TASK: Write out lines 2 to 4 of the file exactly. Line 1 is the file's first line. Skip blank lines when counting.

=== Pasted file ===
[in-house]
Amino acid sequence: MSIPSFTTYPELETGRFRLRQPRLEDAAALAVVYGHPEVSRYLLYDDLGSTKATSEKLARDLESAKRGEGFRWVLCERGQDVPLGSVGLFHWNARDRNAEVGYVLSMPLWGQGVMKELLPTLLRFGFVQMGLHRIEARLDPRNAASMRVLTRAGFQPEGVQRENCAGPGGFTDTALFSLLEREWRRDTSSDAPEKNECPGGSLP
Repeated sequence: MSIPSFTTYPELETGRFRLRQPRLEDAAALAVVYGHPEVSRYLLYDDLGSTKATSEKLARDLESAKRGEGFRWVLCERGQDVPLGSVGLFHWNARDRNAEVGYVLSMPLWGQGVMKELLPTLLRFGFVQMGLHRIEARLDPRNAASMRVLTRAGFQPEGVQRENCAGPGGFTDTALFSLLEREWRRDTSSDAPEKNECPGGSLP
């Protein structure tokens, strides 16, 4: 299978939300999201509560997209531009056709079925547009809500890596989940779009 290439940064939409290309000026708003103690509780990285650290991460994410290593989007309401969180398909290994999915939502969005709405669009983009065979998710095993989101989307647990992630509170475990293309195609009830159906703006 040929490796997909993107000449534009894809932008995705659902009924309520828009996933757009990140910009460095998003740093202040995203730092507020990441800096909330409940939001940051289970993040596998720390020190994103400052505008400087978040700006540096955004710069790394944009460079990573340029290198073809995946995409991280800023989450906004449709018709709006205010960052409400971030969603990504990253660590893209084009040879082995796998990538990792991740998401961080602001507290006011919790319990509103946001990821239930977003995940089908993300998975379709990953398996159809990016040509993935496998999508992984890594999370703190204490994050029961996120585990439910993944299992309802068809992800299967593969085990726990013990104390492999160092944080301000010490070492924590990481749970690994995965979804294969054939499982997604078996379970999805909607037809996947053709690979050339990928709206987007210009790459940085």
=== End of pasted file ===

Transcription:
Amino acid sequence: MSIPSFTTYPELETGRFRLRQPRLEDAAALAVVYGHPEVSRYLLYDDLGSTKATSEKLARDLESAKRGEGFRWVLCERGQDVPLGSVGLFHWNARDRNAEVGYVLSMPLWGQGVMKELLPTLLRFGFVQMGLHRIEARLDPRNAASMRVLTRAGFQPEGVQRENCAGPGGFTDTALFSLLEREWRRDTSSDAPEKNECPGGSLP
Repeated sequence: MSIPSFTTYPELETGRFRLRQPRLEDAAALAVVYGHPEVSRYLLYDDLGSTKATSEKLARDLESAKRGEGFRWVLCERGQDVPLGSVGLFHWNARDRNAEVGYVLSMPLWGQGVMKELLPTLLRFGFVQMGLHRIEARLDPRNAASMRVLTRAGFQPEGVQRENCAGPGGFTDTALFSLLEREWRRDTSSDAPEKNECPGGSLP
């Protein structure tokens, strides 16, 4: 299978939300999201509560997209531009056709079925547009809500890596989940779009 290439940064939409290309000026708003103690509780990285650290991460994410290593989007309401969180398909290994999915939502969005709405669009983009065979998710095993989101989307647990992630509170475990293309195609009830159906703006 040929490796997909993107000449534009894809932008995705659902009924309520828009996933757009990140910009460095998003740093202040995203730092507020990441800096909330409940939001940051289970993040596998720390020190994103400052505008400087978040700006540096955004710069790394944009460079990573340029290198073809995946995409991280800023989450906004449709018709709006205010960052409400971030969603990504990253660590893209084009040879082995796998990538990792991740998401961080602001507290006011919790319990509103946001990821239930977003995940089908993300998975379709990953398996159809990016040509993935496998999508992984890594999370703190204490994050029961996120585990439910993944299992309802068809992800299967593969085990726990013990104390492999160092944080301000010490070492924590990481749970690994995965979804294969054939499982997604078996379970999805909607037809996947053709690979050339990928709206987007210009790459940085």